Platelet Rich Plasma (PRP)
Is your dog suffering from osteoarthritis, or a tendon or ligament injury?
Elko Veterinary Clinic now offers Canine Platelet Rich Plasma (C-PRP). This is safe and natural cell therapy to relieve the pain of joint disease or injury, promote healing and reduce recovery time using your dog’s own blood. This simple procedure can be done in the hospital as a day-procedure. Veterinarians are using C-PRP for dogs with joint injuries too old to undergo surgery, as an adjunct therapy with surgery, and for treatment of nonsurgical conditions. Patients that would most likely benefit from C-PRP would include the following: those having knee surgery (TTA, TPLO, or lateral suture), patients with hip dysplasia, those that have had knee surgery and are having complications or poor recovery, and those with joint injuries or osteoarthritis that may not be surgical candidates for various reasons. PRP injections can also be used in knees that may not yet be ready for surgery to try and get them to heal.
What are platelets?
Platelets are a cell-like component of blood and are primarily responsible for the development of clots. Platelets also contain a remarkable array of growth factors involved in healing. The list includes platelet-derived growth factors (PDGF), ß-thromboglobulin, fibroblast growth factor, insulin-like growth factor 1, epidermal growth factor, and vascular endothelial growth factor. These growth factors are primarily responsible for the recruitment and differentiation of progenitor cells; promoting angiogenesis, new tissue growth, and replenishing the extracellular matrix.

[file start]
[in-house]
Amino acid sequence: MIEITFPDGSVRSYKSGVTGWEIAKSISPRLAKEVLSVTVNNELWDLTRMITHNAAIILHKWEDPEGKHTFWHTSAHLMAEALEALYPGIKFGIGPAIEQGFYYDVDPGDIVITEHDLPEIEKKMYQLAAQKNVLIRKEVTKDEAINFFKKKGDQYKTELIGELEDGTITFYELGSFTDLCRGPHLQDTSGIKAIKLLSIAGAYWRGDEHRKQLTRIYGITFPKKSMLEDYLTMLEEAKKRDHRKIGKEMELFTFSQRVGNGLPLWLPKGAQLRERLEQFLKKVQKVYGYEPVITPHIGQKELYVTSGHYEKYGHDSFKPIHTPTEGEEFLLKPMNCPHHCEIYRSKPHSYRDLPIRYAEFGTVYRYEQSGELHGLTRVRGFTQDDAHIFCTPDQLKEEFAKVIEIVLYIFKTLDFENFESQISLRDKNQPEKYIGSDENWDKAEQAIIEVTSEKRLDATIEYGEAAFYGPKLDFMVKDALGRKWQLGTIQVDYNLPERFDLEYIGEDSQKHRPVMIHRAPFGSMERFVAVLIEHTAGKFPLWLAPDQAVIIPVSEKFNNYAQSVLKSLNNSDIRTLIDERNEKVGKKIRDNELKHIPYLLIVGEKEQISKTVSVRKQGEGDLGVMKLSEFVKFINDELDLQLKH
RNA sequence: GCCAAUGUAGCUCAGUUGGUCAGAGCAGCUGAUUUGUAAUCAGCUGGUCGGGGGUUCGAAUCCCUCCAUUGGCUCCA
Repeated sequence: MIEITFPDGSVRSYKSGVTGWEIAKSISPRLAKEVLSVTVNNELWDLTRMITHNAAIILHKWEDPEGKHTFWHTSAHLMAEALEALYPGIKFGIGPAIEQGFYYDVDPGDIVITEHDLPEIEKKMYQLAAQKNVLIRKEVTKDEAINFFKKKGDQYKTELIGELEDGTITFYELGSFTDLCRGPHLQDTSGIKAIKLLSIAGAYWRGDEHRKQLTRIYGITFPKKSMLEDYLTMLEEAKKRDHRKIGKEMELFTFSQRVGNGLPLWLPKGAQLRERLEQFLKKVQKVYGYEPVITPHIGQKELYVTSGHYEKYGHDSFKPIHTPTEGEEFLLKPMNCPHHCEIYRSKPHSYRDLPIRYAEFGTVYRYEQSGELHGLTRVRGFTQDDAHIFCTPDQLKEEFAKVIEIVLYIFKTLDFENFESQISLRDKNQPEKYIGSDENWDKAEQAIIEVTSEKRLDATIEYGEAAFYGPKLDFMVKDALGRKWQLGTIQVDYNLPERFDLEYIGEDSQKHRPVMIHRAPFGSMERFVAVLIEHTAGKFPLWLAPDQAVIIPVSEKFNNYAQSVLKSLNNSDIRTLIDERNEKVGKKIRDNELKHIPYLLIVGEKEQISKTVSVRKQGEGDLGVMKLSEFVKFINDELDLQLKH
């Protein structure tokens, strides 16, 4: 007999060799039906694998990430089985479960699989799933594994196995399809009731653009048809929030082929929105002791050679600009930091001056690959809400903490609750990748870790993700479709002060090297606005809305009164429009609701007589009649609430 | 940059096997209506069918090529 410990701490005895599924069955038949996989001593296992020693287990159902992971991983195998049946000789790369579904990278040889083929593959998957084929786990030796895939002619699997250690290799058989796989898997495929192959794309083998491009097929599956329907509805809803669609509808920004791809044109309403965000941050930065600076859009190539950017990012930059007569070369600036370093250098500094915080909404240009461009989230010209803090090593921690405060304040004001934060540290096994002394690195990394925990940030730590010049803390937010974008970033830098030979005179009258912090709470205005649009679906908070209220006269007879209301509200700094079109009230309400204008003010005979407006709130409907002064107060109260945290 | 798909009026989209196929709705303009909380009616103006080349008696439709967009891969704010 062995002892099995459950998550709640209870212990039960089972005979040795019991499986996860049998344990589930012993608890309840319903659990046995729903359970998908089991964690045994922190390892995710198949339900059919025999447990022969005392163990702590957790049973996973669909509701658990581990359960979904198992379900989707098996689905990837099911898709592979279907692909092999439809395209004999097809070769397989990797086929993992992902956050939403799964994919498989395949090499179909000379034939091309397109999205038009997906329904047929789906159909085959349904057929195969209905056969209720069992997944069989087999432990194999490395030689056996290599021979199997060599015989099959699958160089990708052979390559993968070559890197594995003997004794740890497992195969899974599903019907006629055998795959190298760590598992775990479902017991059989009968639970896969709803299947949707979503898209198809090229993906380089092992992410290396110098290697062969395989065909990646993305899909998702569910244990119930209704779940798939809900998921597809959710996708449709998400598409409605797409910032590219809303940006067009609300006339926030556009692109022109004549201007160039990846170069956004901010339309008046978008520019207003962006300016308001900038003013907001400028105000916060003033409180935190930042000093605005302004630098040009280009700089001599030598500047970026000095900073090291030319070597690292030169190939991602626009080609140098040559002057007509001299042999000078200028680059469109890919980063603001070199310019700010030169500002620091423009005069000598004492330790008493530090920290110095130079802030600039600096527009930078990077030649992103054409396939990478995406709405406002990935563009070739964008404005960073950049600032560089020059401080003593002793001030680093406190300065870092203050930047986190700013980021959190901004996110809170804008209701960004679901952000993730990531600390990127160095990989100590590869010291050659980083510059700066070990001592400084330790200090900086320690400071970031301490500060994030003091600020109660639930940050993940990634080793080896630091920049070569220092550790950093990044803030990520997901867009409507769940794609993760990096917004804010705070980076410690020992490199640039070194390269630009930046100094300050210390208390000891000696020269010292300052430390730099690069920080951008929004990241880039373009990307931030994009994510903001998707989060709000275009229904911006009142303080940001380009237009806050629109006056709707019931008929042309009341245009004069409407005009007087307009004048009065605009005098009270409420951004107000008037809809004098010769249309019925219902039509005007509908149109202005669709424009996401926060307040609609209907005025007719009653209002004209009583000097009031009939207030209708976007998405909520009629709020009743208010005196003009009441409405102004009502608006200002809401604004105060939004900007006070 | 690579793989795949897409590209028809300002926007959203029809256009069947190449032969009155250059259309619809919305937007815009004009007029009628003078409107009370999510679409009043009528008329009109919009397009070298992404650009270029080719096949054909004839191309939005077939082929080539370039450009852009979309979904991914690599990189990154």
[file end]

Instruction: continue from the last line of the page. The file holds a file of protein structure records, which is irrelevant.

Platelet therapy has been used since the early 1970’s in periodontics for the treatment of severe gingivitis and in maxillofacial surgery to build bone mass in the jaw in preparation for dental implants. Since then, the use of platelets from a patient’s own blood has been employed in the treatment of tendon and ligament damage, popularized recently by televised reports of its use in professional athletes. Pilot data suggests that dogs under the age of 10 with significant lameness show the best response, with 91% of them experiencing a clinically compelling improvement in lameness when rated by both dog owners and vets alike. The benefits have been shown to last for months to up to a year depending on the patient.
What is involved in the procedure?
The animal is sedated or anesthetized, blood is drawn and filtered to trap the platelets, and then the platelets are recovered. Thereafter, a needle is inserted in the affected joint, synovial fluid aspirated to confirm the location, and the therapy is administered until resistance in the joint is felt. The volume administered can range from 1 to 5 mL depending upon the dog, the joint, and the extent of disease. This procedure is done as an in a single day and the entire procedure typically takes 30 to 40 minutes, but does require light sedation for the joint injection. Some veterinarians ask their client owners to restrict the dogs to leash walking for the first day or two; thereafter, they can resume unrestricted behavior pleasing to the animal. Animals should not be forced to run for the first week or two.
This regenerative medicine is a new, natural, nonsurgical and non-pharmaceutical treatment that Elko Veterinary Clinic is excited to offer as a drug-free, minimally invasive solution to acute and chronic orthopedic and soft tissue injuries. If you have any questions please contact us or visit https://www.companionanimalhealth.com/page/prp-and-stem-cell-therapy.